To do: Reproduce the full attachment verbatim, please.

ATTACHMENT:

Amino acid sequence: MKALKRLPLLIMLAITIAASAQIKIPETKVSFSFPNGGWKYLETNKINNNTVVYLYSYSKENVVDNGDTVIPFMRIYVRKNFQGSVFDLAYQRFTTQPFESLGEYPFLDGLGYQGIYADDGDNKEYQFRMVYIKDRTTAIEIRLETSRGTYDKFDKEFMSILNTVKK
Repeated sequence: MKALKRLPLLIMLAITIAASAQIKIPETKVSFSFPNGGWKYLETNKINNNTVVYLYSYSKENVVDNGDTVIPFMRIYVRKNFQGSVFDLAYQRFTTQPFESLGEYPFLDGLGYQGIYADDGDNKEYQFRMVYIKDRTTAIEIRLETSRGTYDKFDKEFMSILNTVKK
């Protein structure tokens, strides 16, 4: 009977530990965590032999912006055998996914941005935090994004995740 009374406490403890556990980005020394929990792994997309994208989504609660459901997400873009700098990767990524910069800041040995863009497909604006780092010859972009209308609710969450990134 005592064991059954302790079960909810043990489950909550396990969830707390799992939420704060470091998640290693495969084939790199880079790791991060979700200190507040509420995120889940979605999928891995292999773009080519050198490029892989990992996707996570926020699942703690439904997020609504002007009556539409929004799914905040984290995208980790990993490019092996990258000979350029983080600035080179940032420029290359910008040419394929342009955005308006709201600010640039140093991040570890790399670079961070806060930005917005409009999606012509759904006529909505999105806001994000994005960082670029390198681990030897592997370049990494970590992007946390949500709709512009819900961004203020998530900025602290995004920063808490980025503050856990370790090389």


Amino acid sequence: MKALKRLPLLIMLAITIAASAQIKIPETKVSFSFPNGGWKYLETNKINNNTVVYLYSYSKENVVDNGDTVIPFMRIYVRKNFQGSVFDLAYQRFTTQPFESLGEYPFLDGLGYQGIYADDGDNKEYQFRMVYIKDRTTAIEIRLETSRGTYDKFDKEFMSILNTVKK
Repeated sequence: MKALKRLPLLIMLAITIAASAQIKIPETKVSFSFPNGGWKYLETNKINNNTVVYLYSYSKENVVDNGDTVIPFMRIYVRKNFQGSVFDLAYQRFTTQPFESLGEYPFLDGLGYQGIYADDGDNKEYQFRMVYIKDRTTAIEIRLETSRGTYDKFDKEFMSILNTVKK
């Protein structure tokens, strides 16, 4: 009977530990965590032999912006055998996914941005935090994004995740 009374406490403890556990980005020394929990792994997309994208989504609660459901997400873009700098990767990524910069800041040995863009497909604006780092010859972009209308609710969450990134 005592064991059954302790079960909810043990489950909550396990969830707390799992939420704060470091998640290693495969084939790199880079790791991060979700200190507040509420995120889940979605999928891995292999773009080519050198490029892989990992996707996570926020699942703690439904997020609504002007009556539409929004799914905040984290995208980790990993490019092996990258000979350029983080600035080179940032420029290359910008040419394929342009955005308006709201600010640039140093991040570890790399670079961070806060930005917005409009999606012509759904006529909505999105806001994000994005960082670029390198681990030897592997370049990494970590992007946390949500709709512009819900961004203020998530900025602290995004920063808490980025503050856990370790090389």